Helen, Helen, Helen. How your talents were (mostly) squandered by the powers-that-were in Hindi cinema. But actor Chandrashekhar, when faced with the prospect of starring in his own vehicle (he produced and directed this too), decided to cast her as his heroine. Excellent decision—except he really should have found another hero too. In a cast that also includes Om Prakash, OP Ralhan, Aruna Irani, Bela Bose, Iftekhar, Madan Puri and these two:
plus guest appearances by Dara Singh and Tun Tun, Chandrashekhar himself is the only blight. Well, he and the shrewish Ma to end all shrewish Mas, Leela Mishra. Dull and doughy as he is, seeing him opposite vivacious and beautiful Helen is just wrong. But otherwise, Cha Cha Cha is oodles of Beach Blanket Bingo type fun!
The film is on a VCD sent by my pal Mike (thanks, Mike!) and therefore lacks subtitles, but here is what I think is the basic plot. Lily (Helen) is vacationing on a houseboat in Kashmir with her wealthy family and friends: Ma (or Dadi Ma, not clear) (Leela Mishra), father Dinanath (Om Prakash) and various siblings and friends whose relationships to each other I never quite figure out. Madan (OP Ralhan) is interested in Lily romantically, and Geeta (Aruna Irani) in Mohan (Polson). I think maybe the four girls (Helen, Bela Bose, Aruna and an unknown actress) are sisters, but I wouldn’t swear to it in court.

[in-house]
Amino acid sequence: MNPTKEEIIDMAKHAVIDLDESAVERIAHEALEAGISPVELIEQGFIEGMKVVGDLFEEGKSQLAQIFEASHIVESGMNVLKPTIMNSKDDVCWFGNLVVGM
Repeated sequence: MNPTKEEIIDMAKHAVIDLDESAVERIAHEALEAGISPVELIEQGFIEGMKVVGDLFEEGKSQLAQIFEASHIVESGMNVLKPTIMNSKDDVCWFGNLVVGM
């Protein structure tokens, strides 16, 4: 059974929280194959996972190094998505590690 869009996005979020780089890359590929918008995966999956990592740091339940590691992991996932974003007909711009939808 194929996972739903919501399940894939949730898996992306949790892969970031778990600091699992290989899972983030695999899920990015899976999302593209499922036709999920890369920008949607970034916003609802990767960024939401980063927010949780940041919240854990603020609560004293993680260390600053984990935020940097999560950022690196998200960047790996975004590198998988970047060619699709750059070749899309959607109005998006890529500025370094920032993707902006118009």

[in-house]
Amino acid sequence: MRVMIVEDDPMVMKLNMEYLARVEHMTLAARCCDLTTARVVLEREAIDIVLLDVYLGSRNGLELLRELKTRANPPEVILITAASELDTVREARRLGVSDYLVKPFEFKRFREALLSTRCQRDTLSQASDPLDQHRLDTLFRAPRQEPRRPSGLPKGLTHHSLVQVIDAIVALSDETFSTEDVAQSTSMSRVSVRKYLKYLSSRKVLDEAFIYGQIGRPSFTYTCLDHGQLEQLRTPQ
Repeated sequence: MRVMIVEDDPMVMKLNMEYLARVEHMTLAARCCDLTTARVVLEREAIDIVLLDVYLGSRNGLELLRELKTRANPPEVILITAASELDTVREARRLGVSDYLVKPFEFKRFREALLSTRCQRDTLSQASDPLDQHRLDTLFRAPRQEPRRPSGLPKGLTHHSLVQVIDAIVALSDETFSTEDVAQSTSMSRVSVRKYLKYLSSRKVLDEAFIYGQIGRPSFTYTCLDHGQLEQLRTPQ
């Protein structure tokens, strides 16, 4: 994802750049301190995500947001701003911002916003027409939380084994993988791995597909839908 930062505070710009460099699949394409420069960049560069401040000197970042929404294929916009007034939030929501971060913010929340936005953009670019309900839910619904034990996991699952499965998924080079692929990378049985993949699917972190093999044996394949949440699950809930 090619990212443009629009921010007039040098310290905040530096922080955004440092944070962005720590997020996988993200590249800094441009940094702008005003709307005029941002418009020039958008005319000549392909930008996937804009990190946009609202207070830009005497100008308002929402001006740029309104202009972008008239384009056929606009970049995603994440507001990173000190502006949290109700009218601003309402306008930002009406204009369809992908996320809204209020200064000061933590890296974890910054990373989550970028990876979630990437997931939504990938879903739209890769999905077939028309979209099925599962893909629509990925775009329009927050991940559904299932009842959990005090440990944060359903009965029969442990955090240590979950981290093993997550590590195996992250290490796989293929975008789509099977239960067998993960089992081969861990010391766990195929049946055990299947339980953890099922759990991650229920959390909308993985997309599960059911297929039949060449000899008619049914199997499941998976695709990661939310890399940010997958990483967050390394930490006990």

What I do know: they are all always up for a good dance party (well, except Ma).
Here is the opening track where we meet the whole gang getting their groove on. It’s really quite fabulous!